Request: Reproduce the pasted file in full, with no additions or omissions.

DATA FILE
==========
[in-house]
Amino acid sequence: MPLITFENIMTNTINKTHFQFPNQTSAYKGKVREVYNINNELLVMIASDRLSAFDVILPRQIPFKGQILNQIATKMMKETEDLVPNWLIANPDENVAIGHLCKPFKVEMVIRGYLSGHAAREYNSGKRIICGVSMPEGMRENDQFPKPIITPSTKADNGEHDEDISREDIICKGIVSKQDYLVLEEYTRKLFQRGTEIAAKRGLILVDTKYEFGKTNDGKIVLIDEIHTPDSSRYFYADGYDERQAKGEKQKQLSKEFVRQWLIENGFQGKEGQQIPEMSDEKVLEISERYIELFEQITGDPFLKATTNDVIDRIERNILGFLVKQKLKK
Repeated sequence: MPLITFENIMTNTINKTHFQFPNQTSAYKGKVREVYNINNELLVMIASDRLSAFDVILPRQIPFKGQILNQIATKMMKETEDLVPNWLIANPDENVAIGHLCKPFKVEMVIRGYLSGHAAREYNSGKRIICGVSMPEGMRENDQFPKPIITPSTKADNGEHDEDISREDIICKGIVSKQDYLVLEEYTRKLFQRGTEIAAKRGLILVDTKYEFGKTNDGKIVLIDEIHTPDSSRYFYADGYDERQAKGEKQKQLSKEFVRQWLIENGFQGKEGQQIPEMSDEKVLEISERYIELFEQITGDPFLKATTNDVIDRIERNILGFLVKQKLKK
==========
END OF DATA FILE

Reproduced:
[in-house]
Amino acid sequence: MPLITFENIMTNTINKTHFQFPNQTSAYKGKVREVYNINNELLVMIASDRLSAFDVILPRQIPFKGQILNQIATKMMKETEDLVPNWLIANPDENVAIGHLCKPFKVEMVIRGYLSGHAAREYNSGKRIICGVSMPEGMRENDQFPKPIITPSTKADNGEHDEDISREDIICKGIVSKQDYLVLEEYTRKLFQRGTEIAAKRGLILVDTKYEFGKTNDGKIVLIDEIHTPDSSRYFYADGYDERQAKGEKQKQLSKEFVRQWLIENGFQGKEGQQIPEMSDEKVLEISERYIELFEQITGDPFLKATTNDVIDRIERNILGFLVKQKLKK
Repeated sequence: MPLITFENIMTNTINKTHFQFPNQTSAYKGKVREVYNINNELLVMIASDRLSAFDVILPRQIPFKGQILNQIATKMMKETEDLVPNWLIANPDENVAIGHLCKPFKVEMVIRGYLSGHAAREYNSGKRIICGVSMPEGMRENDQFPKPIITPSTKADNGEHDEDISREDIICKGIVSKQDYLVLEEYTRKLFQRGTEIAAKRGLILVDTKYEFGKTNDGKIVLIDEIHTPDSSRYFYADGYDERQAKGEKQKQLSKEFVRQWLIENGFQGKEGQQIPEMSDEKVLEISERYIELFEQITGDPFLKATTNDVIDRIERNILGFLVKQKLKK